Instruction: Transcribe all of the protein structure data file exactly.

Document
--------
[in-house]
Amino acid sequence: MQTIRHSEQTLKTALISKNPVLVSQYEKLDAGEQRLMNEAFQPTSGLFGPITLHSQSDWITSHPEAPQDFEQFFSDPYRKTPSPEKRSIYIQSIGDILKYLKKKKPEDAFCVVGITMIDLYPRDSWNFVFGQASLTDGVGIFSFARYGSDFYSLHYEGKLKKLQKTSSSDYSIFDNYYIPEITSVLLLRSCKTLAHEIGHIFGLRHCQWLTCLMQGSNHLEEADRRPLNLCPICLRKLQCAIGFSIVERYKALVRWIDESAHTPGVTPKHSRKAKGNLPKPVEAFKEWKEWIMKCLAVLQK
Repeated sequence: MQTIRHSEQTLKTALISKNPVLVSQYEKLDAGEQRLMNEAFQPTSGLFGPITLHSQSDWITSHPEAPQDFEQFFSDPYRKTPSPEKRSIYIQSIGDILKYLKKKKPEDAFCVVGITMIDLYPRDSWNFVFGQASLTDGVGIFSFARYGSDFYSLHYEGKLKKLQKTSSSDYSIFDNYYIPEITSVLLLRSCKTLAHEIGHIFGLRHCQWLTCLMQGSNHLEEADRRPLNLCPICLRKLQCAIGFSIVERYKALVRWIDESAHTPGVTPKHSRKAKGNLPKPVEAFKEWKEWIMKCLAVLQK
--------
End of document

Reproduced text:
[in-house]
Amino acid sequence: MQTIRHSEQTLKTALISKNPVLVSQYEKLDAGEQRLMNEAFQPTSGLFGPITLHSQSDWITSHPEAPQDFEQFFSDPYRKTPSPEKRSIYIQSIGDILKYLKKKKPEDAFCVVGITMIDLYPRDSWNFVFGQASLTDGVGIFSFARYGSDFYSLHYEGKLKKLQKTSSSDYSIFDNYYIPEITSVLLLRSCKTLAHEIGHIFGLRHCQWLTCLMQGSNHLEEADRRPLNLCPICLRKLQCAIGFSIVERYKALVRWIDESAHTPGVTPKHSRKAKGNLPKPVEAFKEWKEWIMKCLAVLQK
Repeated sequence: MQTIRHSEQTLKTALISKNPVLVSQYEKLDAGEQRLMNEAFQPTSGLFGPITLHSQSDWITSHPEAPQDFEQFFSDPYRKTPSPEKRSIYIQSIGDILKYLKKKKPEDAFCVVGITMIDLYPRDSWNFVFGQASLTDGVGIFSFARYGSDFYSLHYEGKLKKLQKTSSSDYSIFDNYYIPEITSVLLLRSCKTLAHEIGHIFGLRHCQWLTCLMQGSNHLEEADRRPLNLCPICLRKLQCAIGFSIVERYKALVRWIDESAHTPGVTPKHSRKAKGNLPKPVEAFKEWKEWIMKCLAVLQK